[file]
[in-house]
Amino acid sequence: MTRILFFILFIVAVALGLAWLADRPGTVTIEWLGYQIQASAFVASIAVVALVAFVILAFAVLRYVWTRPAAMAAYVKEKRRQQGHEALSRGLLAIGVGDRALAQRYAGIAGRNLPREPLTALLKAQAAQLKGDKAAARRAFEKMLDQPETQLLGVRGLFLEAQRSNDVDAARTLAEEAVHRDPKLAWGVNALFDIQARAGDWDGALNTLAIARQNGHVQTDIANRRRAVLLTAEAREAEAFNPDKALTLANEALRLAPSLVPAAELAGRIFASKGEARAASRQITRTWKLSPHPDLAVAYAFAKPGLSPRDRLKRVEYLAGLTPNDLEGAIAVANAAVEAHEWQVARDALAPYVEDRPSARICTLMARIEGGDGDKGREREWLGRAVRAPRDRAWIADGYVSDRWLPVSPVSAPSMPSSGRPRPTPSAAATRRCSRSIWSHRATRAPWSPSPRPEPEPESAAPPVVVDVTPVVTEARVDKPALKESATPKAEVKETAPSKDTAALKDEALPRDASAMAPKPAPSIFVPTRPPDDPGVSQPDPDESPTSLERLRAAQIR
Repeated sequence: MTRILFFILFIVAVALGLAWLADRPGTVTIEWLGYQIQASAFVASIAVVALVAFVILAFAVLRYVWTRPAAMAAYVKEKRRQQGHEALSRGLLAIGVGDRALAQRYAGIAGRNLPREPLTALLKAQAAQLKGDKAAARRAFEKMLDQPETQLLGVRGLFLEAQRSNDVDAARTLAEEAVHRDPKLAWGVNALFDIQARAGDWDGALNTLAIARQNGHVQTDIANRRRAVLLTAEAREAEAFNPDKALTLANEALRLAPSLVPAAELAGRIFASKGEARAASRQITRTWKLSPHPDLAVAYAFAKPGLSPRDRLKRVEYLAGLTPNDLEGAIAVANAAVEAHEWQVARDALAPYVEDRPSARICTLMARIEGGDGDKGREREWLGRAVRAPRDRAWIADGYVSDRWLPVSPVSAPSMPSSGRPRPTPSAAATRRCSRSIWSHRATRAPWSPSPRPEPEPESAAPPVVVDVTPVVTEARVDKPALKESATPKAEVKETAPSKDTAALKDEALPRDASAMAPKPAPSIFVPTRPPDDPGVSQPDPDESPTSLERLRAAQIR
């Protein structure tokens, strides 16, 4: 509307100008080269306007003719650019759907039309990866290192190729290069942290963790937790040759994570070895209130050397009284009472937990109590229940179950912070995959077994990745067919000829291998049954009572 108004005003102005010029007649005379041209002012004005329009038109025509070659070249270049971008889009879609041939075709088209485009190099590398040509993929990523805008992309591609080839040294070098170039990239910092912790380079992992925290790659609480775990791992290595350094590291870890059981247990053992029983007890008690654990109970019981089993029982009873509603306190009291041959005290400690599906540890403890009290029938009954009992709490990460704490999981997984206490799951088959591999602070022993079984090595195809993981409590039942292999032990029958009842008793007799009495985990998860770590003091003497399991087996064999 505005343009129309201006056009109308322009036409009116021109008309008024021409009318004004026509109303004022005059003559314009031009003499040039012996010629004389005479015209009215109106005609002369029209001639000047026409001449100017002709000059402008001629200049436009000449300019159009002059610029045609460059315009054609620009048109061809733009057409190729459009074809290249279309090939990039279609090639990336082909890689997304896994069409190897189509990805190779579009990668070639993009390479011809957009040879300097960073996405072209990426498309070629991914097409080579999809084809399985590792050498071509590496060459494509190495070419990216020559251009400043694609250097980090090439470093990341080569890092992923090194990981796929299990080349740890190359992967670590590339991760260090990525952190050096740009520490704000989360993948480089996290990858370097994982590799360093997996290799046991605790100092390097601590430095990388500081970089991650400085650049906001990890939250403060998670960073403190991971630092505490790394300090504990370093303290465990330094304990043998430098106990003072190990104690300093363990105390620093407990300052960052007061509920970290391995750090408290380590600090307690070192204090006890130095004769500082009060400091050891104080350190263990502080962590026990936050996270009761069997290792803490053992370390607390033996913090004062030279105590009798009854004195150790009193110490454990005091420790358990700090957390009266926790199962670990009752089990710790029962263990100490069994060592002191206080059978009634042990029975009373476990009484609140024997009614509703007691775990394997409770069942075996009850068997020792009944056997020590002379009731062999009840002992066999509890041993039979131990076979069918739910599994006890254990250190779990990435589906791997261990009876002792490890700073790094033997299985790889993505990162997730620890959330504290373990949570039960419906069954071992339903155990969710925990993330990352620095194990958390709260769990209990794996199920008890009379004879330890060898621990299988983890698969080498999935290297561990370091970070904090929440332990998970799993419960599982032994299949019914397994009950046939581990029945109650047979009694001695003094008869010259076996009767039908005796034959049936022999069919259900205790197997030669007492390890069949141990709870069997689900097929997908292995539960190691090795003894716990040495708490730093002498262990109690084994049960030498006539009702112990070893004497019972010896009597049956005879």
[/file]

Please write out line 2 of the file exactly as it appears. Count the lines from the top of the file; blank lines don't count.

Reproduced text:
Amino acid sequence: MTRILFFILFIVAVALGLAWLADRPGTVTIEWLGYQIQASAFVASIAVVALVAFVILAFAVLRYVWTRPAAMAAYVKEKRRQQGHEALSRGLLAIGVGDRALAQRYAGIAGRNLPREPLTALLKAQAAQLKGDKAAARRAFEKMLDQPETQLLGVRGLFLEAQRSNDVDAARTLAEEAVHRDPKLAWGVNALFDIQARAGDWDGALNTLAIARQNGHVQTDIANRRRAVLLTAEAREAEAFNPDKALTLANEALRLAPSLVPAAELAGRIFASKGEARAASRQITRTWKLSPHPDLAVAYAFAKPGLSPRDRLKRVEYLAGLTPNDLEGAIAVANAAVEAHEWQVARDALAPYVEDRPSARICTLMARIEGGDGDKGREREWLGRAVRAPRDRAWIADGYVSDRWLPVSPVSAPSMPSSGRPRPTPSAAATRRCSRSIWSHRATRAPWSPSPRPEPEPESAAPPVVVDVTPVVTEARVDKPALKESATPKAEVKETAPSKDTAALKDEALPRDASAMAPKPAPSIFVPTRPPDDPGVSQPDPDESPTSLERLRAAQIR